Can you recall what it feels like when an opportunity is exploding, right in front of you? Like the gold rush in the United States in the 1800's, big data appears to be peaking right now. It certainly has gotten a lot of attention lately, but Mark Masden places it in context in this keynote address. Big data is just another phase of computer science and our use of computers to model, capture, and analyze business processes. Mark emphasizes that we avoid collecting data without a clear vision for its potential.
Did you know California's entire research network of educational institutions, kindergarten through college, now empties directly into Amazon's cloud storage system? From data generated by thousands of Web 2.0 companies every second to terabytes of data generated by government at every level; this may be the golden age of data set collection. In this presentation Werner Vogels defines Big Data, examines the challenges that big data creates, and invites everyone to consider the types of innovation necessary to handle them.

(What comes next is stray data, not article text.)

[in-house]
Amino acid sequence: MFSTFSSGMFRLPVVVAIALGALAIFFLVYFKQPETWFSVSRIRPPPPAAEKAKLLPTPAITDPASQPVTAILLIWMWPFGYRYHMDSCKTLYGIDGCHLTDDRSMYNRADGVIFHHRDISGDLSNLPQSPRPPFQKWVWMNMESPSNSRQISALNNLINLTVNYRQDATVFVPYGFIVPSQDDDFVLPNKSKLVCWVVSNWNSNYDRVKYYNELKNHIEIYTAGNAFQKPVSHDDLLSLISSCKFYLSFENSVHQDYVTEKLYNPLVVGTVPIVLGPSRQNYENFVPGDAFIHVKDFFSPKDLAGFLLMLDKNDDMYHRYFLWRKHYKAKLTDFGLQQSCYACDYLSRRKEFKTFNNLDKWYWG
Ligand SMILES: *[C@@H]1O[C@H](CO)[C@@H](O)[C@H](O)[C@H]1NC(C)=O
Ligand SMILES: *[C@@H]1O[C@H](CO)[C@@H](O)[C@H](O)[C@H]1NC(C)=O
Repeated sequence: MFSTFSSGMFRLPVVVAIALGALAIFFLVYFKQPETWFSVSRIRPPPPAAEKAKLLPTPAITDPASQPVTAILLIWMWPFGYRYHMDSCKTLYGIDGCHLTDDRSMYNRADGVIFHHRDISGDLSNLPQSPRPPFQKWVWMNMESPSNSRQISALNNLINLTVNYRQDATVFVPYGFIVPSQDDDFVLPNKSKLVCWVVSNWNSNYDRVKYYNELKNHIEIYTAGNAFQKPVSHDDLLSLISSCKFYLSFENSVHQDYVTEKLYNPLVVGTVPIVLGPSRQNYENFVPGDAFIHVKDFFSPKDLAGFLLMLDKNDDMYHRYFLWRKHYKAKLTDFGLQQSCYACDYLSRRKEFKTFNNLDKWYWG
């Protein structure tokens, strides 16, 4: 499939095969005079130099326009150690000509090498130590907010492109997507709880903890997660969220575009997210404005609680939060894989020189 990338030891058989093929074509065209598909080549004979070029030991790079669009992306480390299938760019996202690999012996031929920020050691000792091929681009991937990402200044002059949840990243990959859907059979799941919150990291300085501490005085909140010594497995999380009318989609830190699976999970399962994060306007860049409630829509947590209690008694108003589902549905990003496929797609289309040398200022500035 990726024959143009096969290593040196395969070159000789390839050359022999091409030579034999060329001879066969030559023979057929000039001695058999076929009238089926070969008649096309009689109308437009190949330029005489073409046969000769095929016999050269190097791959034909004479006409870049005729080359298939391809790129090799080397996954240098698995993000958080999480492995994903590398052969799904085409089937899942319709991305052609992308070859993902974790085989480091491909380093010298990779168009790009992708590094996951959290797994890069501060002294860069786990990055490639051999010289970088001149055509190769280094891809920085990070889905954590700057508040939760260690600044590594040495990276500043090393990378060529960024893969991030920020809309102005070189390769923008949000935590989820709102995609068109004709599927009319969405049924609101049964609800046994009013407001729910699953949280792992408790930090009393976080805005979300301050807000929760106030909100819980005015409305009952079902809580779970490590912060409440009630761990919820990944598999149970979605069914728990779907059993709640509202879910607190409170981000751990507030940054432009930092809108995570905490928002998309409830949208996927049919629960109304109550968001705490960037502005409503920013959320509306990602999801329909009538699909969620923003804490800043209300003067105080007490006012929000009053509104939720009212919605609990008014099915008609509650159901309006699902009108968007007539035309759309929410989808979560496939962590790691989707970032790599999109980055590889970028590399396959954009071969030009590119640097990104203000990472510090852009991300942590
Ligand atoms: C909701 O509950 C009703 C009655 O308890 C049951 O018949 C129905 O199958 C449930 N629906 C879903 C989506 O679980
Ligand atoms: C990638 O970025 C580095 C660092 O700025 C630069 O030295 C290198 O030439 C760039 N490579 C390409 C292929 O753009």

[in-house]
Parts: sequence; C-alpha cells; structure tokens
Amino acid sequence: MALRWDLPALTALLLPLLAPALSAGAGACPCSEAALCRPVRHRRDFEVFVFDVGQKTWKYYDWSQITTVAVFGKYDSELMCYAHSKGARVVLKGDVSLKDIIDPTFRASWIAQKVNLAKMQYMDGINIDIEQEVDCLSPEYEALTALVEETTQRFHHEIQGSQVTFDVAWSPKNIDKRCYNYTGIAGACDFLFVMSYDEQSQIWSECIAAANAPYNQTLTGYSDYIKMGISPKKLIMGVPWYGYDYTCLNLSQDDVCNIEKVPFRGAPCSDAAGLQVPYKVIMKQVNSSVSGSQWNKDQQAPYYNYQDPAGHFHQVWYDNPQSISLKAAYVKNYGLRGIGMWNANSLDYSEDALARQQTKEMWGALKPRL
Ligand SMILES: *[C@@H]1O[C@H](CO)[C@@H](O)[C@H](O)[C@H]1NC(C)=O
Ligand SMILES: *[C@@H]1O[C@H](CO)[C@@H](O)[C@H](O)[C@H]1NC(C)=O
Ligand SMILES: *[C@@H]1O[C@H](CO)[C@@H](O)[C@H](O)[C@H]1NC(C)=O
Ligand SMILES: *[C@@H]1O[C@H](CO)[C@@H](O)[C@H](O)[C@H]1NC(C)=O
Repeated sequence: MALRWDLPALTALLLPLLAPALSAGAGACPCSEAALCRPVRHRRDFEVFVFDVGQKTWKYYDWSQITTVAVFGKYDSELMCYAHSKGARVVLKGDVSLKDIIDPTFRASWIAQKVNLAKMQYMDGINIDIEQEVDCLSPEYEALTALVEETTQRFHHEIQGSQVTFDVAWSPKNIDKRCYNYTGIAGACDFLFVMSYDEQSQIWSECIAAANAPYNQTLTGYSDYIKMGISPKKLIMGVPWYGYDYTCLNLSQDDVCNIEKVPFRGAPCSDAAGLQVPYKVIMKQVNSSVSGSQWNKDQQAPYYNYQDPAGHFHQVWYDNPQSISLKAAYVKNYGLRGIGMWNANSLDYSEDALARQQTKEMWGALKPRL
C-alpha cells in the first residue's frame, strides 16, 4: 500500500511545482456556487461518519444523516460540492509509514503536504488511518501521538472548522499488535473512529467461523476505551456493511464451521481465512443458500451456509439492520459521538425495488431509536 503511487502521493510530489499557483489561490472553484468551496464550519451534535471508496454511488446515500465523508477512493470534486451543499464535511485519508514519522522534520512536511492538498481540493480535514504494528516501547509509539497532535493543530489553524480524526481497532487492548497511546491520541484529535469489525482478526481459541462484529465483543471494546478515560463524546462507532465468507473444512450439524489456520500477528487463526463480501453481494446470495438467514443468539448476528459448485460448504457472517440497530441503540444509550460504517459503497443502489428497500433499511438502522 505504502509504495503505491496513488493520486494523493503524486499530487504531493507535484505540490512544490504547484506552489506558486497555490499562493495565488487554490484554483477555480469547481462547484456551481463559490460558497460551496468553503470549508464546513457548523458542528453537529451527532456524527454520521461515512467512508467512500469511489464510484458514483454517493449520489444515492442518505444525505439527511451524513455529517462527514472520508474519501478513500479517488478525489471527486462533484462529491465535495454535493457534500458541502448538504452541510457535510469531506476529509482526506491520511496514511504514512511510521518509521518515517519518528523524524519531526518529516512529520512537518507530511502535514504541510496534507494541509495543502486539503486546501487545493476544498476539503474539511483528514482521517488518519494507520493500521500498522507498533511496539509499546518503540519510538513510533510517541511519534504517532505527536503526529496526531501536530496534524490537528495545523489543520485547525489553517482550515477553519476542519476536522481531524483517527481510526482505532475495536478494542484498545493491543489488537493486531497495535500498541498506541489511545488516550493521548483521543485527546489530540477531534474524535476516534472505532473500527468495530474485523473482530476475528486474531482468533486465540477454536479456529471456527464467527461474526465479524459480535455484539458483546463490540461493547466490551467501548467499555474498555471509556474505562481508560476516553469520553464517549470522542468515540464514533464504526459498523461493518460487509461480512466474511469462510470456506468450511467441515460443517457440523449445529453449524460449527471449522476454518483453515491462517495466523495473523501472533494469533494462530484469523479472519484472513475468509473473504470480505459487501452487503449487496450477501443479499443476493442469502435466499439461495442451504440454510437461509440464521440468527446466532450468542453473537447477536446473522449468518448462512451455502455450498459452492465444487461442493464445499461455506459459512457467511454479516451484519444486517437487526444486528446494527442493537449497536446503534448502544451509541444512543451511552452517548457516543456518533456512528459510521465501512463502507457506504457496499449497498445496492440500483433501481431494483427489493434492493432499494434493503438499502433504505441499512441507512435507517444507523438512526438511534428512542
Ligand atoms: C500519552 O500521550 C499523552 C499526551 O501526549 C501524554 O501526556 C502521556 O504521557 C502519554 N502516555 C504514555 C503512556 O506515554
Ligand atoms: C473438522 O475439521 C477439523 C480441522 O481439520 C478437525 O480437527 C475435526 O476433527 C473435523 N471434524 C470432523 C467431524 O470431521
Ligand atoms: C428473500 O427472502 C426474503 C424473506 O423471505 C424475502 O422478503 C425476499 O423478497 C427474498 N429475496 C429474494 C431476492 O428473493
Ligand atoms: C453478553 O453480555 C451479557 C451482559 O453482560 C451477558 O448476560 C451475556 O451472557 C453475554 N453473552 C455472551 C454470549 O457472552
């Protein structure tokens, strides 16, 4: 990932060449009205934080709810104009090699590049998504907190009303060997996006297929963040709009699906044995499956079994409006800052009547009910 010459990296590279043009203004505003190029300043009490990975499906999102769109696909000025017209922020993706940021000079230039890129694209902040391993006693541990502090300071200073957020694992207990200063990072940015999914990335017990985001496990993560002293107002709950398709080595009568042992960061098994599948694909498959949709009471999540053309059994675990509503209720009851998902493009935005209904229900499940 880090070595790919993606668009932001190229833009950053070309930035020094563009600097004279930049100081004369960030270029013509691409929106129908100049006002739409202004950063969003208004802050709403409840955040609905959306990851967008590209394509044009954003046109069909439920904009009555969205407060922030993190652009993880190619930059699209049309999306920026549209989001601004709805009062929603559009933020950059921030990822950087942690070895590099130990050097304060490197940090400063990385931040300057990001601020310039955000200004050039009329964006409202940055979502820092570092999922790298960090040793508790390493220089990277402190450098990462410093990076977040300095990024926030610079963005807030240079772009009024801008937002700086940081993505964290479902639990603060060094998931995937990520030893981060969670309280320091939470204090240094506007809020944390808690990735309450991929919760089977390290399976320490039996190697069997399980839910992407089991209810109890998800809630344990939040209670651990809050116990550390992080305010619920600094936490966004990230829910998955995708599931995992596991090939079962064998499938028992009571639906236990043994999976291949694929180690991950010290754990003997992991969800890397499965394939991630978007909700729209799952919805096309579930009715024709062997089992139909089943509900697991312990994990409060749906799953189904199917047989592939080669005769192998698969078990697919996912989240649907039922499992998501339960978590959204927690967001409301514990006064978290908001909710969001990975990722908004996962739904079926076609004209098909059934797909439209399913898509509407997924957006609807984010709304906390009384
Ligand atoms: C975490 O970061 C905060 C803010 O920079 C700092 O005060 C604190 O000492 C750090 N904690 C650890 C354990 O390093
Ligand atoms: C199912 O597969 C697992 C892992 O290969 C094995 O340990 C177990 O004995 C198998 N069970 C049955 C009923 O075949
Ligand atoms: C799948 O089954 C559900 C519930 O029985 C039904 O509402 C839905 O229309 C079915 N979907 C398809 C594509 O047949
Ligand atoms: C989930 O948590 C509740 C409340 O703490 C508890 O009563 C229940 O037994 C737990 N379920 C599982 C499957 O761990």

We are sharing more than ever. We're sharing so much that we're struggling to understand what to do with the data. We've become data rich, but information poor. It is estimated that we're sharing more than five exabytes of data every two days; roughly the same amount of online data that the world generated until 2003. In this keynote address Hilary Mason introduces some of the challenges of the new age of the exabyte. She offers what she sees as the opportunity to make the world a better place, by converting data into information.
"Right now we are in a shooting war between users and the analytics people, except the users aren't armed." Cory Doctorow argues that users and Internet companies are performing a transaction. A transaction where users give personal information in return for use of products or services. The transaction right now is lop-sided and unfair. To balance the transaction, Cory offers some suggestions.